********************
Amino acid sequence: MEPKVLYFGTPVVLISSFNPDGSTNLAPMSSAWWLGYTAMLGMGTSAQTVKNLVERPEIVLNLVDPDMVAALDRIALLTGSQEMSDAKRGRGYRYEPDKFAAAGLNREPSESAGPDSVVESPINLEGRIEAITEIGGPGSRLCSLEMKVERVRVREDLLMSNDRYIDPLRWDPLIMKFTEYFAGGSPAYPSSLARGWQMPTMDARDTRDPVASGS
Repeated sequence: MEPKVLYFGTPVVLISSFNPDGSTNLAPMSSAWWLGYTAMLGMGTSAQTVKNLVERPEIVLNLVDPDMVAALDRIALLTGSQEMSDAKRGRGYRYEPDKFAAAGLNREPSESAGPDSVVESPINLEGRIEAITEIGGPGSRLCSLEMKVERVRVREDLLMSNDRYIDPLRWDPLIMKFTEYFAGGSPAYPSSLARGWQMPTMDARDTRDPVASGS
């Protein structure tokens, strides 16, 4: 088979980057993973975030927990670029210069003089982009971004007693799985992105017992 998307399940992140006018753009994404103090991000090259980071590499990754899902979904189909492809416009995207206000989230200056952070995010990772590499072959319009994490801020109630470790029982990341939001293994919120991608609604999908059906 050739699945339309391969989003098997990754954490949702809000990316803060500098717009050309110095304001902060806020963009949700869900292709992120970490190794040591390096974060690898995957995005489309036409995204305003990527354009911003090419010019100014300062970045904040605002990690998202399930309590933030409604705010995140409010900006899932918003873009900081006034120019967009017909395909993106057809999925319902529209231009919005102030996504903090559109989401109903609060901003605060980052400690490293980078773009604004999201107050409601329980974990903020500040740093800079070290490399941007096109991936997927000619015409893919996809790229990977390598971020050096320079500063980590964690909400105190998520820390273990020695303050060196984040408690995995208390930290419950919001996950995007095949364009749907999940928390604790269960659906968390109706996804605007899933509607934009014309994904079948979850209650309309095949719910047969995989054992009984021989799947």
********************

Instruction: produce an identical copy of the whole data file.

Amino acid sequence: MEPKVLYFGTPVVLISSFNPDGSTNLAPMSSAWWLGYTAMLGMGTSAQTVKNLVERPEIVLNLVDPDMVAALDRIALLTGSQEMSDAKRGRGYRYEPDKFAAAGLNREPSESAGPDSVVESPINLEGRIEAITEIGGPGSRLCSLEMKVERVRVREDLLMSNDRYIDPLRWDPLIMKFTEYFAGGSPAYPSSLARGWQMPTMDARDTRDPVASGS
Repeated sequence: MEPKVLYFGTPVVLISSFNPDGSTNLAPMSSAWWLGYTAMLGMGTSAQTVKNLVERPEIVLNLVDPDMVAALDRIALLTGSQEMSDAKRGRGYRYEPDKFAAAGLNREPSESAGPDSVVESPINLEGRIEAITEIGGPGSRLCSLEMKVERVRVREDLLMSNDRYIDPLRWDPLIMKFTEYFAGGSPAYPSSLARGWQMPTMDARDTRDPVASGS
């Protein structure tokens, strides 16, 4: 088979980057993973975030927990670029210069003089982009971004007693799985992105017992 998307399940992140006018753009994404103090991000090259980071590499990754899902979904189909492809416009995207206000989230200056952070995010990772590499072959319009994490801020109630470790029982990341939001293994919120991608609604999908059906 050739699945339309391969989003098997990754954490949702809000990316803060500098717009050309110095304001902060806020963009949700869900292709992120970490190794040591390096974060690898995957995005489309036409995204305003990527354009911003090419010019100014300062970045904040605002990690998202399930309590933030409604705010995140409010900006899932918003873009900081006034120019967009017909395909993106057809999925319902529209231009919005102030996504903090559109989401109903609060901003605060980052400690490293980078773009604004999201107050409601329980974990903020500040740093800079070290490399941007096109991936997927000619015409893919996809790229990977390598971020050096320079500063980590964690909400105190998520820390273990020695303050060196984040408690995995208390930290419950919001996950995007095949364009749907999940928390604790269960659906968390109706996804605007899933509607934009014309994904079948979850209650309309095949719910047969995989054992009984021989799947």